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Fall Day Trips to Surprising Destinations in Southern Ontario
Autumn views and entertainment for all ages.
It’s the most wonderful time of the year for a scenic drive: autumn weekends bring about a painter’s palette of changing leaves, along with cooler temperatures – not having to blast the air conditioning is great for fuel economy.
But as lovely as it is to hit the road for no reason other than to view the fall colours, the best road trips also have a great destination. Southern Ontario is chock full of great excuses to set off toward foliage and fun.
Here are five ideas for autumn road trips that can be accomplished within a day from Greater Toronto.
Caledon: Forks of the Credit and Cheltenham Badlands
The surprise: The Cheltenham Badlands reopened to visitors in late September after being closed for more than three years. This barren landscape was created by erosion caused by some unfortunate farming habits in the early 20th century. The unique shale formations that were exposed as a result are a highly fragile environment. A new pay-parking lot, trail system, and boardwalk have been constructed to help control traffic and protect the sensitive area. Go and see them quickly before the selfie-stick-wielding influencers find out.
How to get there: The quintessential fall drive to the Badlands used to be along Forks of the Credit Road. Local residents took umbrage with the unnaturally high traffic levels, though, and successfully lobbied to have speed bumps installed that have sucked the life out of this route.
If you’d like to see some scenery and enjoy getting there, try this route instead: go north on Highway 10 to Charleston Sideroad, then turn left onto Mississauga Road – the section that runs past the Caledon Ski Club isn’t quite as animated as Forks of the Credit Road, but it’s still entertaining. Stay on it through Belfountain, which has a great place to stop for a coffee, and turn left onto Olde Base Line Road to reach the parking lot between Creditview Road and Chinguacousy Road.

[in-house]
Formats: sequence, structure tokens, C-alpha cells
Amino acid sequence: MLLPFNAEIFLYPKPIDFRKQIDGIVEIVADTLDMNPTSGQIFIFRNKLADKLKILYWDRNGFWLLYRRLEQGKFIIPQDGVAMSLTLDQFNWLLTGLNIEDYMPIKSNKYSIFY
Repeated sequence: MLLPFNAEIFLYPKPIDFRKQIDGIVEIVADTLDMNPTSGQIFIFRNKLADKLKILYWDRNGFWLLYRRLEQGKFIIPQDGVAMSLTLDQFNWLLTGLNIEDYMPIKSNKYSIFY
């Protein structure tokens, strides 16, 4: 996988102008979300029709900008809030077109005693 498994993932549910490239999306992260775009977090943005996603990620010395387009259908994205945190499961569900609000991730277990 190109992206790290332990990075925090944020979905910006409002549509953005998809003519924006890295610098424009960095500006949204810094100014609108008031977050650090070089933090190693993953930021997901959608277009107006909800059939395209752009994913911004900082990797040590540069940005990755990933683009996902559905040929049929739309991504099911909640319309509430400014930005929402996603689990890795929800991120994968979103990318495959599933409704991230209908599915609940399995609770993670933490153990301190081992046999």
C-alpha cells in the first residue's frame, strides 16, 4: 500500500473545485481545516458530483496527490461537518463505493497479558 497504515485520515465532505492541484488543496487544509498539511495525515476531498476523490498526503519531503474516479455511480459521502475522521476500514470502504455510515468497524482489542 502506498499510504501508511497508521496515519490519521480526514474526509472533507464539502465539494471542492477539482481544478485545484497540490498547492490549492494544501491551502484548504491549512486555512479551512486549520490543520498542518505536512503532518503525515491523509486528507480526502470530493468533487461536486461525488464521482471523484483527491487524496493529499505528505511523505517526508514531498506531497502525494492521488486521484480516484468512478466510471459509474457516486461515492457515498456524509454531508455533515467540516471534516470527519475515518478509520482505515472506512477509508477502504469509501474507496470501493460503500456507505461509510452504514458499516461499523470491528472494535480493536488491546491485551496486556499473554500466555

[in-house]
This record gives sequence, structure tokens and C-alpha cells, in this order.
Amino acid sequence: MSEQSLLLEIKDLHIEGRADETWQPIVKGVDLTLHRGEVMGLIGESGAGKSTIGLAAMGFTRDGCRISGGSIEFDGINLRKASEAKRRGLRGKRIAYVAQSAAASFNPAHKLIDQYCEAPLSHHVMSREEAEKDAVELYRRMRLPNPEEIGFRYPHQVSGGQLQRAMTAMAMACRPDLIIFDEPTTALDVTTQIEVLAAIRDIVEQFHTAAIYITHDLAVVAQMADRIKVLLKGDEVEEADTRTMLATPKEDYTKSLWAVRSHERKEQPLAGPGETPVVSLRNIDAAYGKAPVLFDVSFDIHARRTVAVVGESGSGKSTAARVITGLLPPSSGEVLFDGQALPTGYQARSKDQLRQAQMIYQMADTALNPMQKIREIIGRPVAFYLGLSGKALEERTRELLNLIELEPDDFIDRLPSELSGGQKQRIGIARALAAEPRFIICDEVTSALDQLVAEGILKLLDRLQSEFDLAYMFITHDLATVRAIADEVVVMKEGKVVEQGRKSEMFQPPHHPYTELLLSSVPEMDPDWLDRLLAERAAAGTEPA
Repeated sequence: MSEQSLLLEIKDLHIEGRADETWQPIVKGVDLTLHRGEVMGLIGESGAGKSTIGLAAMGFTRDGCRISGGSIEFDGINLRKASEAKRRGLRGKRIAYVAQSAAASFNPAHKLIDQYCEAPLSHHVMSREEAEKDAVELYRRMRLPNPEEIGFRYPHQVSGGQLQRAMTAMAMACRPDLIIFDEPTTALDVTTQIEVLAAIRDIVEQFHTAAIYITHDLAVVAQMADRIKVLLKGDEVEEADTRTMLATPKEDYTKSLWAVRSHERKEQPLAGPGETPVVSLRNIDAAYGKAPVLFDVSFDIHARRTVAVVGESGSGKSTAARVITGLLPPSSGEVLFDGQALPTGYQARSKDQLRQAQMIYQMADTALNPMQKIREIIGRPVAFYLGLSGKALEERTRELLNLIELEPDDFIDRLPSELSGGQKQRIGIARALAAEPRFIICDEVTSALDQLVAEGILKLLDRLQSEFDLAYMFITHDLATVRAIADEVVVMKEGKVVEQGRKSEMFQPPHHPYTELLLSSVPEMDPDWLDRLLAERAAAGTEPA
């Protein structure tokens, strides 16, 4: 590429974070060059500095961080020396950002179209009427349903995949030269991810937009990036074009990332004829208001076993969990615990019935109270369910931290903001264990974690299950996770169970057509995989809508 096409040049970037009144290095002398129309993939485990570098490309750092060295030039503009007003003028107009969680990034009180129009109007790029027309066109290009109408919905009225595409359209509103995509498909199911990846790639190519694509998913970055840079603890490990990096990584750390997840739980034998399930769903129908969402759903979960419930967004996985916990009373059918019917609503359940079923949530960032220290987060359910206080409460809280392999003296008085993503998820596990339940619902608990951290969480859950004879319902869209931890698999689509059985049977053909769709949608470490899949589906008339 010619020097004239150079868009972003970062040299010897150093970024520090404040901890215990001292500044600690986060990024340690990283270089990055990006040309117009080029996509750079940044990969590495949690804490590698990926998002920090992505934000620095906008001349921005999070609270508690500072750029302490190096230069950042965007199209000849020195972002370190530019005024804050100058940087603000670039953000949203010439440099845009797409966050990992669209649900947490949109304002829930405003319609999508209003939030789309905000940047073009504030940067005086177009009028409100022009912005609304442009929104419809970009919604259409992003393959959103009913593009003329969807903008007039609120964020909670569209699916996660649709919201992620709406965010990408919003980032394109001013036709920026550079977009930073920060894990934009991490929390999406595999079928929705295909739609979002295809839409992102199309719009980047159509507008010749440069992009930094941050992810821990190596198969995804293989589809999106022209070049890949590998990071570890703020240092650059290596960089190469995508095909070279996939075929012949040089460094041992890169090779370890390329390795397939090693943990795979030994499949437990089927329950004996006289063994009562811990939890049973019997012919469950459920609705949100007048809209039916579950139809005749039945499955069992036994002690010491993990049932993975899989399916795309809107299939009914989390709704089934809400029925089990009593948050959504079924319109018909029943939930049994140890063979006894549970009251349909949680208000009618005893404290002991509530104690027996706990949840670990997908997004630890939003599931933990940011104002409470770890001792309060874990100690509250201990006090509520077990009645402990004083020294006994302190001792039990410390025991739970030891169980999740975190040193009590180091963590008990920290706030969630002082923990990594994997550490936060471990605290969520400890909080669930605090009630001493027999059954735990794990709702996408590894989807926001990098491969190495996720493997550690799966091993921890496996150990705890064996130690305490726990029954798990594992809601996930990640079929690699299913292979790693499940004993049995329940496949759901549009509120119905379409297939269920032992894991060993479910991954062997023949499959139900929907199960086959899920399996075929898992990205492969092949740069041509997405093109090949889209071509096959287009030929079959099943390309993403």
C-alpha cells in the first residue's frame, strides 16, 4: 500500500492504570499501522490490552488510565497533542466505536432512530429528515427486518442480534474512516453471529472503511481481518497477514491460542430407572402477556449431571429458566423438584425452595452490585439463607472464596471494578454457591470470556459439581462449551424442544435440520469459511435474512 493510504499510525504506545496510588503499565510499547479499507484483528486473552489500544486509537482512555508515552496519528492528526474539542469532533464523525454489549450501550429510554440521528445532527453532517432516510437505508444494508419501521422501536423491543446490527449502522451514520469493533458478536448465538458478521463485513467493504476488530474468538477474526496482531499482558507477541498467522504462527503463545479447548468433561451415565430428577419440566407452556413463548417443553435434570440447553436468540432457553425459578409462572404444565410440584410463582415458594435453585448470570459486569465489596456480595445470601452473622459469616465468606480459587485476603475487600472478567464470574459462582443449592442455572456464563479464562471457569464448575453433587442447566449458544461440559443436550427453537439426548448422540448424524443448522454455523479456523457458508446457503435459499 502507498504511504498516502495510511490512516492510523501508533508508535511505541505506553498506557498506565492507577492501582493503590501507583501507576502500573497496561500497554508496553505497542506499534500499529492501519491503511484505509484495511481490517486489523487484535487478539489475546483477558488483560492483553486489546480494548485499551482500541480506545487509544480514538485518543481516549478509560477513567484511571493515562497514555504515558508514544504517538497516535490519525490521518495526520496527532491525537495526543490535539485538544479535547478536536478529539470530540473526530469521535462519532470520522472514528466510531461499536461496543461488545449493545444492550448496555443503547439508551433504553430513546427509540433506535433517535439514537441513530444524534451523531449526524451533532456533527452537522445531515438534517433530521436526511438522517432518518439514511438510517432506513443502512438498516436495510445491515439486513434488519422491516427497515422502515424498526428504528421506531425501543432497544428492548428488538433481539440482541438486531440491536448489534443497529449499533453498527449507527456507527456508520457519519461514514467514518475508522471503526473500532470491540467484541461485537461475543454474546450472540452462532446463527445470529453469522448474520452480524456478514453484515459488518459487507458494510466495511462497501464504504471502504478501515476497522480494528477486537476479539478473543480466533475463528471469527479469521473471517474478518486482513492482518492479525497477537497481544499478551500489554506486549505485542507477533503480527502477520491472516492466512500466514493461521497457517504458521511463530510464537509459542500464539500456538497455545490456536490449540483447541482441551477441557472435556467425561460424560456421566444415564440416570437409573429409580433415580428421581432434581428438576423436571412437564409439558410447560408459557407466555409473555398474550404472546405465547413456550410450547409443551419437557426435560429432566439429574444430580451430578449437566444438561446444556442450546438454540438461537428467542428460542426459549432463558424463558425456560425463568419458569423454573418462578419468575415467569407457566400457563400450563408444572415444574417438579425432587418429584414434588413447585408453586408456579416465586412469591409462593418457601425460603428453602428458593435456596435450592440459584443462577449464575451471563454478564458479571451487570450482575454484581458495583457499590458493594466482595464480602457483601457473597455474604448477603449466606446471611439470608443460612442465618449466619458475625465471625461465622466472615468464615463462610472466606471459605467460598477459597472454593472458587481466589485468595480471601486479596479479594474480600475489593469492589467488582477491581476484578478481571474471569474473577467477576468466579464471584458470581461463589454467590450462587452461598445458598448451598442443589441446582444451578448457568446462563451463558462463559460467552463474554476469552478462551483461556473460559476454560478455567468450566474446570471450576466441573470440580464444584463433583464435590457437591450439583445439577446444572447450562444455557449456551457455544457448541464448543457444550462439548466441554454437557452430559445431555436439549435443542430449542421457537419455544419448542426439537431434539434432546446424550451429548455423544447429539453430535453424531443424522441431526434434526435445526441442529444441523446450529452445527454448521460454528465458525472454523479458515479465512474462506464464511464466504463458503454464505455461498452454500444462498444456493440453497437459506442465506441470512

Bonus stop: Head back to Mississauga Road and continue one street south to Boston Mills Road to find Spirit Tree Ciderhouse and pick up some of fall’s fermented apple bounty to sample at home.
Kitchener: Bingemans and Woodside National Historic Site
The surprise: Once Toronto’s many outdoor amusement areas close at the end of the summer, weatherproof places to wear your kids out become surprisingly hard to come by. Head about an hour and a half to the west and you’ll find one of the largest indoor playlands in the province with an arcade, three-level play structure, ball pit, rock climbing walls, ropes course, and construction equipment play zone.
If the weather is nicer and you prefer something a little less plugged in, Woodside National Historic Site is not far away. Set on over 11 acres of mature forest and manicured gardens, the mansion was the boyhood home of Canada’s longest-serving Prime Minister, William Lyon Mackenzie King. It’s open only between Thanksgiving and Christmas each year, making it a great excuse to get out on an autumn afternoon.
How to get there: Make a beeline across the 401 and up Highway 8 to get there as quickly as you can, let the kids loose until they drop, and then let them sleep in the back seat while you enjoy the silence and the views as you meander back to the GTA by heading either along Highway 7 through Guelph, Rockwood, and Acton, or via the back roads to Appleby Line and Steeles Avenue past Kelso and Rattlesnake Point conservation areas. Bliss.
Bonus stop: Add to your autumn experience by stopping at one of the best apple-picking experiences around, Chudleigh’s Farm, just north of the 401 off Highway 25.
Hamilton: City of Waterfalls
The surprise: Did you know that Hamilton is home to more than 100 waterfalls? Some are just a few steps from major roads while others take a long hike to reach, making this exploration a true choose-your-own-adventure experience.